62. Some say NFL Europe was a failure – but the problem was NFL Europe itself – a cut-down version of the World League without the less profitable (but mostly badly chosen) American teams which then made a reduced product for Europe, one which the NFL then continually messed with by cutting/adding/moving teams, which only served to totally pee off the many European fans who’d loved the World League. But the NFL could easily bring back a World Conference by replacing the silly US teams with the recently bereft St Louis and San Diego (and maybe Mexico City), which would all be popular enough.

  63. This has nothing to do with the face value cost of a ticket, this is a problem where people/organisations/businesses are buying tickets purely to resell them at a huge profit.

    The NFL should ban this practice and have all tickets for resale to be made available via a website they control. I would even go so far as to add that all tickets when purchased (for over 18 year olds) should have the name of the person they have been purchased for on them and proof of identity brought to the game.

    If a person buys two tickets but say one person can’t make it, then the original buyer can either return the ticket (minus an admin fee) for resale by the NFL, or they can pay a small fee to have the name on the ticket changed.

    I have been to several NFL games in the UK and have seen tickets available on eBay for ridiculous amounts of money. Then when you go to the game there are ticket touts outside the stadium with large amounts of tickets asking for equally large amounts of money. Then when inside the stadium, you can’t help but see the empty seats.

  64. The NFL relationship with ticket brokers is bad for the sport. I have been a season ticket holder since about 1994-95 and when I first started going to the games I knew every single person around me and my section…. 25 years later the majority of the seats around me are owned by ticket agencies and there different people sitting there every week. Soaring ticket prices have priced out “ordinary” fans and they have been replaced by band wagoneers buying their tickets for outrageous amounts. This sucks for us regular fans but I’m sure it is good for the NFL and owners…while times are good. What happens when times aren’t so good and all these tick agencies dump their tickets??? Whether they like it or not the NFL needs its regular fan base for the long term health of the sport

  65. I wonder if Jags season ticket holders get any preference since it is listed as a home game for them.

  66. Well….that’s the problem isn’t it? In LA for example the Chargers will ‘charge’ $500 for two tickets plus $100 for parking and extremely high concession fees. Al this for one game!

  67. Talk about collusion. Ticket sellers and resellers have been colluding for years. With today’s technology, it is very easy to sell tickets to verified individual buyers, with ID required, and no ability for transfer. Buyers can always turn their tickets back in for refund. If you wanna go to Wimbledon for example, plan to queue up and or get tickets in the lottery but attend yourself or return your tickets as they are not transferrable (except for a very few select group of tickets).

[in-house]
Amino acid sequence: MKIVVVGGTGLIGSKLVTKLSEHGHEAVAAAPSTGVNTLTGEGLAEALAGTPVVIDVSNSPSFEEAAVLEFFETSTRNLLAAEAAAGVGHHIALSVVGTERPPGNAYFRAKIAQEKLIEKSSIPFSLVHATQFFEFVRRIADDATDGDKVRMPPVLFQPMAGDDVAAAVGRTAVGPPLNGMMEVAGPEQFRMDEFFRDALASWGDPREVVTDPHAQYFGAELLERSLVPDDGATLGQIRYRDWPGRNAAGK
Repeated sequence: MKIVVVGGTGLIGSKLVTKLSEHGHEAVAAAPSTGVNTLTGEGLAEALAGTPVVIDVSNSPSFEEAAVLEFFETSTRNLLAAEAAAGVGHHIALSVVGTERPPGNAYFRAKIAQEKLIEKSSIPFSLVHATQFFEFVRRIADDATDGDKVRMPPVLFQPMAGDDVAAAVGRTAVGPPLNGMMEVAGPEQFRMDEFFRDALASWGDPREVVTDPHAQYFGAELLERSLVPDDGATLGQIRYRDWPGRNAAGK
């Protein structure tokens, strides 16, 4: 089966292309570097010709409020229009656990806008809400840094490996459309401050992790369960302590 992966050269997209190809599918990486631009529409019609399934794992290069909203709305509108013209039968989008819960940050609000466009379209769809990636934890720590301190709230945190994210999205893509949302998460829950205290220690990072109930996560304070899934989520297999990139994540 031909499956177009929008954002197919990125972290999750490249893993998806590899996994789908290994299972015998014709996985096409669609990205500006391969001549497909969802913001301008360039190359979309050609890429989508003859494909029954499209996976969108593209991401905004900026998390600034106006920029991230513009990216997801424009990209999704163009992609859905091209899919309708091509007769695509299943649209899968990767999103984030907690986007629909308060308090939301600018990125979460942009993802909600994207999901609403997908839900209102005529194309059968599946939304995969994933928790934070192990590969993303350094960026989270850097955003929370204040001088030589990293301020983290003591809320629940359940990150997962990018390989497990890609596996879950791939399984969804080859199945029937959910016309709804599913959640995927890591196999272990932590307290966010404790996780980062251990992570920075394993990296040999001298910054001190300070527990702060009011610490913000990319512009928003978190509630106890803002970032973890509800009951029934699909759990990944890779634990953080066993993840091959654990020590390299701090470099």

68. mrbiggstuff says:
    May 2, 2018 at 6:45 am
    Now they’re getting the FULL NFL experience!
    ——————————————————————————————-
    Their learning what we already know! LOL
    Welcome to our world Londoneers!!

  69. the only ones that want games in Europe are the owners cuz they’re very greedy and don’t care what the fans want but this would be the end of the NFL!

  70. “…The bad news is there’s a growing perception among the UK fan base that the NFL is a greedy interloper fixated on maximizing profits while pricing out average fans…”

    ————————————-

    Well, obviously.

  71. No offense but that is called “capitalism” which happens to be the economic system of the world we live in. It is celebrated in America, and I guarantee you there is 1) no company in the world that isn’t looking to maximize profits and 2) they are only charging what people will pay. If those people happen to be those with more money, they are still working towards #1. The economy works on that.

    People act like the NFL is any different than any other company out there, and that there is some entitlement to see a game live. It isn’t a charity or a public service.

    ————————————————-

    Yes – but you see how this is a big con, right? The NFL sets a ticket price – if that’s the actual, true price of the ticket, that’s fine. That’s what’s advertised. If the NFL allows brokers to buy up huge blocks of tickets and resell them at highly inflated prices, then THAT is the actual price of the ticket.

    It’s not an honest FREE MARKET (which is supposed to be a key part of capitalism, right?) if the average person doesn’t even have a chance to buy a ticket at the advertised price.

    This is price gouging that the NFL is allowing. That is not the same thing as capitalism. If you think the true spirit and best practices of capitalism should be that only those with money get to participate and should be allowed to game the system like this, then we’re all screwed. And yes – I understand that we’re all screwed.

  72. It’s so hard to imagine the NFL and Shad Khan continue to pimp Jacksonville fans for London. This game features the reigning Super Bowl Champion Philadelphia Eagles vs Jacksonville that came just a few minutes away from playing Philly in the Super Bowl. It’s a slap in the face to NFL fans, particularly Jags fans!